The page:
Mike D’Antoni receives his fair share of criticism for a variety of reasons. Maybe it’s because he uses short benches in the playoffs. Maybe it’s because he turned Amar’e knees into silly putty in New York. Maybe it’s because he wasn’t Phil Jackson in Los Angeles. Maybe it’s because he resembles an American institution in his own right – the Pringles chips man. All viable, and to an extent worthwhile, concerns in their own right, but ponder for a second and realize his entire professional coaching existence would be viewed differently had he led a team to one championship.
Chances are you probably see where I’m going with this, but feel free to hop aboard the magic school bus anyway and revisit the spring of 2007. Cassidy’s “My Drink ‘N My Two Step” was a hit (no, really, it was). Trill Entertainment blessed the world the spiritual number, “Wipe Me Down (Remix).” Lil Wayne was on the cusp of one of the most dominating summers rap had seen before or since with a mixtape and/or feature dropping nearly every 72 hours like clockwork. Meanwhile in the NBA, the flood gates had burst open.
Golden State’s defeat of then-number one seed Dallas meant the race for June was completely up for grabs. This brings the story to the second round matchup between the Spurs and Suns. With Dallas going belly up led by MVP Dirk Nowitzki, this was Phoenix’s year. They lost to the Spurs in 2005 – Nash’s first year in the desert – and the Mavericks the next year without Amar’e Stoudemire. The Suns won 61 games in 2006-07 and were the owners of the most exciting offense professional sports had seen since the early 2000s St. Louis Rams. The series – much like any other postseason – predicated itself on runs and momentum shifts. San Antonio would take a game, only to have Phoenix return the favor.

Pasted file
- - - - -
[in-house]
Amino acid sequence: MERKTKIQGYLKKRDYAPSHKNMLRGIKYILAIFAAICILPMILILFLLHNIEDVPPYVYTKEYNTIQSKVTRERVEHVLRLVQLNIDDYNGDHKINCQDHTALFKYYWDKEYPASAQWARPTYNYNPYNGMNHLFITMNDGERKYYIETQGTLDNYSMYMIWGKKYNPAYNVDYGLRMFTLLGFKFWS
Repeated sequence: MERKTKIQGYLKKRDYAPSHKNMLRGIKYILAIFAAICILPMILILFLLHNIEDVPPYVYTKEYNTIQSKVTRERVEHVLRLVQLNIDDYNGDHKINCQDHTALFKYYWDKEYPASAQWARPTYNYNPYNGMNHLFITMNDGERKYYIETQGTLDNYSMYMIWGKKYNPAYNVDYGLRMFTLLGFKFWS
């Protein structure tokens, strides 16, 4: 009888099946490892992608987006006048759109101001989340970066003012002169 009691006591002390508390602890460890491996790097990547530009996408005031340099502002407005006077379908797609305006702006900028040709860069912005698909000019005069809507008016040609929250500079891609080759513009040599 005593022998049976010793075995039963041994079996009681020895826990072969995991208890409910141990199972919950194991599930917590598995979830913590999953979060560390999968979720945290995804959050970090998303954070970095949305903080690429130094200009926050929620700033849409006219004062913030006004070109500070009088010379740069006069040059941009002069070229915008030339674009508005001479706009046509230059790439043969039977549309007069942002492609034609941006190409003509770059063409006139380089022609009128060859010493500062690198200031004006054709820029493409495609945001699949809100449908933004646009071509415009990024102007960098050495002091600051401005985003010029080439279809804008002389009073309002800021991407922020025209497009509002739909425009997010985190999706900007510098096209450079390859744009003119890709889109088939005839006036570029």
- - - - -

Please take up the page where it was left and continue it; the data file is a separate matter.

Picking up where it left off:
This is around the time when things get tricky. I have no way to prove the remainder of what’s said here, as much will be based 95% around opinion. I ran the following by David D. who proceeded to give me “the Russell Westbrook face” and simple counter, “They were coached by Mike D’Antoni.” True, MDA is a walking case study of Murphy’s Law in 2013, but by then these 900+ words had already been typed and it was nearing one in the morning. The Phoenix Suns should have been the 2007 world champions.
Here’s the logic.
Game 4 was already in the bag. Phoenix had pulled off an impressive victory in San Antonio behind Steve Nash’s 24 points and 15 assists and Amar’e Stoudemire’s 26 points and nine rebounds. Everything was textbook. Run the clock out and hit the showers to prepare for a flight back to John McCain’s stomping grounds (Arizona). Then, “it” happened.
Robert Horry pulled one of the most dastardly, yet brilliant moves in playoff history by hip checking Steve Nash into the scorer’s table. Tensions were already dicey to begin with involving the two-time MVP. Nash had his nose busted open following a collision with Tony Parker and Bruce Bowen hit Nash in the gonads (balls) the game before. Hard fouls were becoming the norm.